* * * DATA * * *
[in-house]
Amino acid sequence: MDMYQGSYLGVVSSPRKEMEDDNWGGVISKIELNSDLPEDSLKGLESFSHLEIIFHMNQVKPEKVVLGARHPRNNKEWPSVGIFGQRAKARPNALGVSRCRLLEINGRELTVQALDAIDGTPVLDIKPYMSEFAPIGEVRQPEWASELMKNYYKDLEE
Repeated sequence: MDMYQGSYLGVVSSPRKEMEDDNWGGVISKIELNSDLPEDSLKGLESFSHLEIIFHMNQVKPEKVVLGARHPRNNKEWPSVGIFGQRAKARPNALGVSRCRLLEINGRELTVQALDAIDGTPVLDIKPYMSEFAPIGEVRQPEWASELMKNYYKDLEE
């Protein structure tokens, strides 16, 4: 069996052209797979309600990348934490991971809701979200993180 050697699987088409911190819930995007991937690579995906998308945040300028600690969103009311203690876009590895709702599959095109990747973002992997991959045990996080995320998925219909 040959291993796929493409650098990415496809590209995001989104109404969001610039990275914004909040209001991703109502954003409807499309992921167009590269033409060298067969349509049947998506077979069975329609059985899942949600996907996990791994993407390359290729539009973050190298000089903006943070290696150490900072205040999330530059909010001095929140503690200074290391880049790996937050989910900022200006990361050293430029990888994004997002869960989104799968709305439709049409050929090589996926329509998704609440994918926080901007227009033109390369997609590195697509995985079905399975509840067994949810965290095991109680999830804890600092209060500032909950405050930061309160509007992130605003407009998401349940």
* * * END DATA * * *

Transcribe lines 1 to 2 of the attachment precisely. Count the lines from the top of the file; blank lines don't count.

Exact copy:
[in-house]
Amino acid sequence: MDMYQGSYLGVVSSPRKEMEDDNWGGVISKIELNSDLPEDSLKGLESFSHLEIIFHMNQVKPEKVVLGARHPRNNKEWPSVGIFGQRAKARPNALGVSRCRLLEINGRELTVQALDAIDGTPVLDIKPYMSEFAPIGEVRQPEWASELMKNYYKDLEE